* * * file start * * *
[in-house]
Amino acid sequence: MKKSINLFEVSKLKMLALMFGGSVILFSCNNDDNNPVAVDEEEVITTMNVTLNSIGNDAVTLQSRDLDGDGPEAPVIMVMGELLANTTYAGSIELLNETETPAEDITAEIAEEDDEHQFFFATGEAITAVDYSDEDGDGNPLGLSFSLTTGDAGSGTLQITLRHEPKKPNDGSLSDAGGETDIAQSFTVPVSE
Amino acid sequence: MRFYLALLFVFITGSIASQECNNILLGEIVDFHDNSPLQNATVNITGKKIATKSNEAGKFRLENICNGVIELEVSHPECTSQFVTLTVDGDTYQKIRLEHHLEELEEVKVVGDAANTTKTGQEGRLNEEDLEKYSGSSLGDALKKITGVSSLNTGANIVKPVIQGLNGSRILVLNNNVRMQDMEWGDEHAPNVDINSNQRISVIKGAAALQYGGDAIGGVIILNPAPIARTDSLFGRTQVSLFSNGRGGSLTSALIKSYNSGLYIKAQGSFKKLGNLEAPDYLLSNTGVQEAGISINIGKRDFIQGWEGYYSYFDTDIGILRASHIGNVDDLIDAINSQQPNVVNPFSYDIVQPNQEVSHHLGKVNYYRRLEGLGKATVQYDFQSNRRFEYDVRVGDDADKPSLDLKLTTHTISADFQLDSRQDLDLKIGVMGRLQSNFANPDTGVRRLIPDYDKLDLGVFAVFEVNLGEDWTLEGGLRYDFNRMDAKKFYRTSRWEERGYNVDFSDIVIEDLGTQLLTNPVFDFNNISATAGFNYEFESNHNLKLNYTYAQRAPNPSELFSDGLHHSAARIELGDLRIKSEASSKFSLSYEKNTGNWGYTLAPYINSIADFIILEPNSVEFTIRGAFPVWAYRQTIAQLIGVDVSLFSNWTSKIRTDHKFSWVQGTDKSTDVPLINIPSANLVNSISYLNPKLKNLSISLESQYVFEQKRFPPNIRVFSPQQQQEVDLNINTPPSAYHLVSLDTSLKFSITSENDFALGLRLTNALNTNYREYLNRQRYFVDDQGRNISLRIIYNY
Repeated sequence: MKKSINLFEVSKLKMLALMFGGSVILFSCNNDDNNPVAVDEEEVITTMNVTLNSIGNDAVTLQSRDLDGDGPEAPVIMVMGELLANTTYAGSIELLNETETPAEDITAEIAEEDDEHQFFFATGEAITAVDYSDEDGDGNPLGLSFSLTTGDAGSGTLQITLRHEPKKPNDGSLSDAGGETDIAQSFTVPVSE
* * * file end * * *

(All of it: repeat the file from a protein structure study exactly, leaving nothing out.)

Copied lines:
[in-house]
Amino acid sequence: MKKSINLFEVSKLKMLALMFGGSVILFSCNNDDNNPVAVDEEEVITTMNVTLNSIGNDAVTLQSRDLDGDGPEAPVIMVMGELLANTTYAGSIELLNETETPAEDITAEIAEEDDEHQFFFATGEAITAVDYSDEDGDGNPLGLSFSLTTGDAGSGTLQITLRHEPKKPNDGSLSDAGGETDIAQSFTVPVSE
Amino acid sequence: MRFYLALLFVFITGSIASQECNNILLGEIVDFHDNSPLQNATVNITGKKIATKSNEAGKFRLENICNGVIELEVSHPECTSQFVTLTVDGDTYQKIRLEHHLEELEEVKVVGDAANTTKTGQEGRLNEEDLEKYSGSSLGDALKKITGVSSLNTGANIVKPVIQGLNGSRILVLNNNVRMQDMEWGDEHAPNVDINSNQRISVIKGAAALQYGGDAIGGVIILNPAPIARTDSLFGRTQVSLFSNGRGGSLTSALIKSYNSGLYIKAQGSFKKLGNLEAPDYLLSNTGVQEAGISINIGKRDFIQGWEGYYSYFDTDIGILRASHIGNVDDLIDAINSQQPNVVNPFSYDIVQPNQEVSHHLGKVNYYRRLEGLGKATVQYDFQSNRRFEYDVRVGDDADKPSLDLKLTTHTISADFQLDSRQDLDLKIGVMGRLQSNFANPDTGVRRLIPDYDKLDLGVFAVFEVNLGEDWTLEGGLRYDFNRMDAKKFYRTSRWEERGYNVDFSDIVIEDLGTQLLTNPVFDFNNISATAGFNYEFESNHNLKLNYTYAQRAPNPSELFSDGLHHSAARIELGDLRIKSEASSKFSLSYEKNTGNWGYTLAPYINSIADFIILEPNSVEFTIRGAFPVWAYRQTIAQLIGVDVSLFSNWTSKIRTDHKFSWVQGTDKSTDVPLINIPSANLVNSISYLNPKLKNLSISLESQYVFEQKRFPPNIRVFSPQQQQEVDLNINTPPSAYHLVSLDTSLKFSITSENDFALGLRLTNALNTNYREYLNRQRYFVDDQGRNISLRIIYNY
Repeated sequence: MKKSINLFEVSKLKMLALMFGGSVILFSCNNDDNNPVAVDEEEVITTMNVTLNSIGNDAVTLQSRDLDGDGPEAPVIMVMGELLANTTYAGSIELLNETETPAEDITAEIAEEDDEHQFFFATGEAITAVDYSDEDGDGNPLGLSFSLTTGDAGSGTLQITLRHEPKKPNDGSLSDAGGETDIAQSFTVPVSE